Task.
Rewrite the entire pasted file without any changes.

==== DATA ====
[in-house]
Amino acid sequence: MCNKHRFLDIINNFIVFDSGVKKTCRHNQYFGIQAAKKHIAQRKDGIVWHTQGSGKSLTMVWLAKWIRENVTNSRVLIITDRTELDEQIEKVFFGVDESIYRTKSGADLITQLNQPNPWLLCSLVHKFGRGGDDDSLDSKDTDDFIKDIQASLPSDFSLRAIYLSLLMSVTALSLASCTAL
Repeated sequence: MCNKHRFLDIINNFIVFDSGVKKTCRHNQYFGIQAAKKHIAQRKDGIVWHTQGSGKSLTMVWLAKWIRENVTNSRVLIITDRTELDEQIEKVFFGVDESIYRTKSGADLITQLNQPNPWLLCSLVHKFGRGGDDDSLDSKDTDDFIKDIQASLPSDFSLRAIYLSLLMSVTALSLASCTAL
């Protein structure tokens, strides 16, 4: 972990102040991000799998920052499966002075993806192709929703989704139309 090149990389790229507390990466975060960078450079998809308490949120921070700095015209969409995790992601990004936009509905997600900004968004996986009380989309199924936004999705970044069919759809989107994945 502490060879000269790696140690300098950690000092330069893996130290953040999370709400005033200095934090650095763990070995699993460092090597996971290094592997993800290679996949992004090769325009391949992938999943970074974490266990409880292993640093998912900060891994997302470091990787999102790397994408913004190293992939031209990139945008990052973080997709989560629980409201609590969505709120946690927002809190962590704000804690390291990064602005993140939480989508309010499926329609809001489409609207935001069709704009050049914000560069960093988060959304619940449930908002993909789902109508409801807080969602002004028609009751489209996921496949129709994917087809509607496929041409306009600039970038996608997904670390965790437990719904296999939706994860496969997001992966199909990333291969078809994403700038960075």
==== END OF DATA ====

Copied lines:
[in-house]
Amino acid sequence: MCNKHRFLDIINNFIVFDSGVKKTCRHNQYFGIQAAKKHIAQRKDGIVWHTQGSGKSLTMVWLAKWIRENVTNSRVLIITDRTELDEQIEKVFFGVDESIYRTKSGADLITQLNQPNPWLLCSLVHKFGRGGDDDSLDSKDTDDFIKDIQASLPSDFSLRAIYLSLLMSVTALSLASCTAL
Repeated sequence: MCNKHRFLDIINNFIVFDSGVKKTCRHNQYFGIQAAKKHIAQRKDGIVWHTQGSGKSLTMVWLAKWIRENVTNSRVLIITDRTELDEQIEKVFFGVDESIYRTKSGADLITQLNQPNPWLLCSLVHKFGRGGDDDSLDSKDTDDFIKDIQASLPSDFSLRAIYLSLLMSVTALSLASCTAL
């Protein structure tokens, strides 16, 4: 972990102040991000799998920052499966002075993806192709929703989704139309 090149990389790229507390990466975060960078450079998809308490949120921070700095015209969409995790992601990004936009509905997600900004968004996986009380989309199924936004999705970044069919759809989107994945 502490060879000269790696140690300098950690000092330069893996130290953040999370709400005033200095934090650095763990070995699993460092090597996971290094592997993800290679996949992004090769325009391949992938999943970074974490266990409880292993640093998912900060891994997302470091990787999102790397994408913004190293992939031209990139945008990052973080997709989560629980409201609590969505709120946690927002809190962590704000804690390291990064602005993140939480989508309010499926329609809001489409609207935001069709704009050049914000560069960093988060959304619940449930908002993909789902109508409801807080969602002004028609009751489209996921496949129709994917087809509607496929041409306009600039970038996608997904670390965790437990719904296999939706994860496969997001992966199909990333291969078809994403700038960075």